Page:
What You Need To Know
- Orlando International Airport issues survey to gauge concerns
- Airport leaders want to know if you're comfortable flying or why not
- Pandemic has reduced OIA air travel by 90% from a year ago
More than 1,000 respondents had filled it out as of Thursday. One of the questions on the survey asks whether travelers feel safe flying.
The survey also aims to figure out whether people plan to travel for business or leisure; they're interested in flying, driving, or using a rental car for a trip; or they will stay within the country or fly internationally.
Keishod Veney on Thursday was heading back to Los Angeles, happy to hear that Orlando airport leaders were looking for public input.
"You can't make moves — 'I'm going to do this, do that' — and not have inputs of the people who are traveling," Veney said.
At the beginning of the pandemic, the airport installed hand sanitizer stations across the airport to increase cleanliness. Other safety changes implemented at OIA include enhanced cleaning in high-touch areas, application of disinfectant fog in restrooms, and airport workers wearing protective equipment such as eyewear and masks.
"The leisure market is going to come back first domestically, then what we call "VFR" — visiting friends and relatives — and then the business," said Vicki Jaramillo, Orlando International Airport's senior director of marketing and air service development.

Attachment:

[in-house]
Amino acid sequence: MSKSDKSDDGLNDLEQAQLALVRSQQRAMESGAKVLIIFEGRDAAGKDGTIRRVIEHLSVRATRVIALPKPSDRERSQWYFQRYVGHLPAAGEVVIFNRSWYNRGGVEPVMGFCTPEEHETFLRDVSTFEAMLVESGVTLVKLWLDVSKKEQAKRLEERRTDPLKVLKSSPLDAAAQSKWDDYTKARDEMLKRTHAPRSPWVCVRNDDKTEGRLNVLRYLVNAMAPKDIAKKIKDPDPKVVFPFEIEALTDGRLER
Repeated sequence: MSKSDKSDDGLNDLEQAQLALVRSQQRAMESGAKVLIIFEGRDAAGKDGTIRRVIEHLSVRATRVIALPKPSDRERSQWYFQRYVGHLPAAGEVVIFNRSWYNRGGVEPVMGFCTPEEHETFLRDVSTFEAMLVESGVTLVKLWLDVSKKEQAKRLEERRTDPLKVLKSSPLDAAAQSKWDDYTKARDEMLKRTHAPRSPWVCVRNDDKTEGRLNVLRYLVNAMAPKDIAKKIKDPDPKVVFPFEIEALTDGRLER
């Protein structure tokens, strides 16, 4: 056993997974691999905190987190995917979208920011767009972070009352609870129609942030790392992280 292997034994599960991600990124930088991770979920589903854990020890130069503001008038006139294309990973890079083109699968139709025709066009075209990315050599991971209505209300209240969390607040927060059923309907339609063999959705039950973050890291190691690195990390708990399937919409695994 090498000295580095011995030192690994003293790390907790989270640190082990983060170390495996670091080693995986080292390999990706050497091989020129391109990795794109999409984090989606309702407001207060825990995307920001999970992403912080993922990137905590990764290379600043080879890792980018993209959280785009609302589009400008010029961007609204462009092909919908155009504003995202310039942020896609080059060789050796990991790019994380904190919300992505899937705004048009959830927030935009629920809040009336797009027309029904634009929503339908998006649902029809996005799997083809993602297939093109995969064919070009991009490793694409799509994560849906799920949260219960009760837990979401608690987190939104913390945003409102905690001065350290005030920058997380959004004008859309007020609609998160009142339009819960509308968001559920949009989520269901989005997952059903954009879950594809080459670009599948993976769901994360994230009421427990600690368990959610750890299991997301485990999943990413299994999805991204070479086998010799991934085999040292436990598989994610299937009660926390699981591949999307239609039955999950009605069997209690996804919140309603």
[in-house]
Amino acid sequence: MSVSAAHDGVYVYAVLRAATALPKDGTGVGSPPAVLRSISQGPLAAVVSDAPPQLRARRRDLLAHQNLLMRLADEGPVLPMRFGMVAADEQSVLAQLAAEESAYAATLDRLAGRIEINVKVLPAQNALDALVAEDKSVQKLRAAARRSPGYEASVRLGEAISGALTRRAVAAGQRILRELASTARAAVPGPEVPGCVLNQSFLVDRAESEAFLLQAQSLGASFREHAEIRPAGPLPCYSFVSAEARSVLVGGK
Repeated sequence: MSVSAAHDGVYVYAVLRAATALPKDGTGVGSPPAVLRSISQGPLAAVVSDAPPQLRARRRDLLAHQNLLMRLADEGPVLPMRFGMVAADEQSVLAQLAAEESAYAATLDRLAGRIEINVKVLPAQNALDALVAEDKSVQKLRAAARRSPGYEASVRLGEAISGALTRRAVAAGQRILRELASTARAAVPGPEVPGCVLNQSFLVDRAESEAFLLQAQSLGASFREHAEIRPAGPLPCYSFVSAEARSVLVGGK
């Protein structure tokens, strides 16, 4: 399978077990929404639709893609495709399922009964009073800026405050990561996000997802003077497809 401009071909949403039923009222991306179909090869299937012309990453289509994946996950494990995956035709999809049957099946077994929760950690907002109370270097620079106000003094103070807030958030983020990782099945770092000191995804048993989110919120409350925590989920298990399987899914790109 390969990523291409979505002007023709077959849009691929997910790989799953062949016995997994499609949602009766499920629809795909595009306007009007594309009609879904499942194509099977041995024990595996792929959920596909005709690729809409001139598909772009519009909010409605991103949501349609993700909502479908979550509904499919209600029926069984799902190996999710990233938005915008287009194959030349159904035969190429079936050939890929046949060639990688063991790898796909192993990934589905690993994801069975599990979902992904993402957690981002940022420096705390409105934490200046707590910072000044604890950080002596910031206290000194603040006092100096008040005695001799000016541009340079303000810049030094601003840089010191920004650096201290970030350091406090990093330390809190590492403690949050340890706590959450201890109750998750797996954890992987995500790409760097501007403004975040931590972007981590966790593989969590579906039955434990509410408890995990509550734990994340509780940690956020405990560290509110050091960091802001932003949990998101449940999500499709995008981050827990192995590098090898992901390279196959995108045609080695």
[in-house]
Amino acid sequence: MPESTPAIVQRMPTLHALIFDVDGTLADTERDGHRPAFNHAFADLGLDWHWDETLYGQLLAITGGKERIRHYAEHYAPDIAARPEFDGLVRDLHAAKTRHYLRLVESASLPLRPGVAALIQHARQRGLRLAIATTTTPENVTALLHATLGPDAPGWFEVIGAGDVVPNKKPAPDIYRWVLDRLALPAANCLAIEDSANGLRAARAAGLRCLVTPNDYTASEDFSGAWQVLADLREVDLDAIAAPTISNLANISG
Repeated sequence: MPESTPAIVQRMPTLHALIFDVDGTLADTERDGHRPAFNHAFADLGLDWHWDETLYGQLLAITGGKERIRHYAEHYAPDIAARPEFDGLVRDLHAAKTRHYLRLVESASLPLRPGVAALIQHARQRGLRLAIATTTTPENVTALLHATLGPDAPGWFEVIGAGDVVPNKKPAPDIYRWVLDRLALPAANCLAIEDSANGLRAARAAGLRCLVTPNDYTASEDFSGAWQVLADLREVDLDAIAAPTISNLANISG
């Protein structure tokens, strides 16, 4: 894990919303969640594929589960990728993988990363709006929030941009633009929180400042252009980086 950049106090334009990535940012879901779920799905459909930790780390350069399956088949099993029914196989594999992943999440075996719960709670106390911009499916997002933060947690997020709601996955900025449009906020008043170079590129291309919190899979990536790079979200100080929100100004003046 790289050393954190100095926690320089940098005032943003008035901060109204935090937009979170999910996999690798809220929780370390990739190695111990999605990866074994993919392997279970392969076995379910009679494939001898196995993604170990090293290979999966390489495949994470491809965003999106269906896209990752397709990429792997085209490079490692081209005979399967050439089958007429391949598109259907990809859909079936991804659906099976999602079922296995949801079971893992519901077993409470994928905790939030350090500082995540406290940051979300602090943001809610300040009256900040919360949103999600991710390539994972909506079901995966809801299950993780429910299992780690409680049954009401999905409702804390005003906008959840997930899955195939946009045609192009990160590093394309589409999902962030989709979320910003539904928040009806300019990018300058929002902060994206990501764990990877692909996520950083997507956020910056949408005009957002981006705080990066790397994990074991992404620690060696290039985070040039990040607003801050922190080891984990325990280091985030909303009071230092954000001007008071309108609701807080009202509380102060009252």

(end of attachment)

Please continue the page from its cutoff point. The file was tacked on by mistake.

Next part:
"Over 65% said they feel very comfortable, (that) they would be flying," Jaramillo said.
Orlando International Airport leaders plan to share what's gleaned from the survey with its airlines.
"This past year, we were the busiest airport in the state of Florida, we want to continue that. It's important to restore the confidence," Jaramillo said.
The COVID-19 pandemic has led to a 90% decrease in flight travel at the airport, officials said a few weeks ago. The facility's new Terminal C is more than halfway done, but airport leaders are considering cutting $226 million from its construction budget and reducing the number of new gates from 19 to 15.
Over at Daytona Beach International Airport, officials announced a "Ready to Fly Initiative." The airport has installed protective barriers at ticket counters and shops. It has also added social distancing signs and have personal care kits available for passengers.
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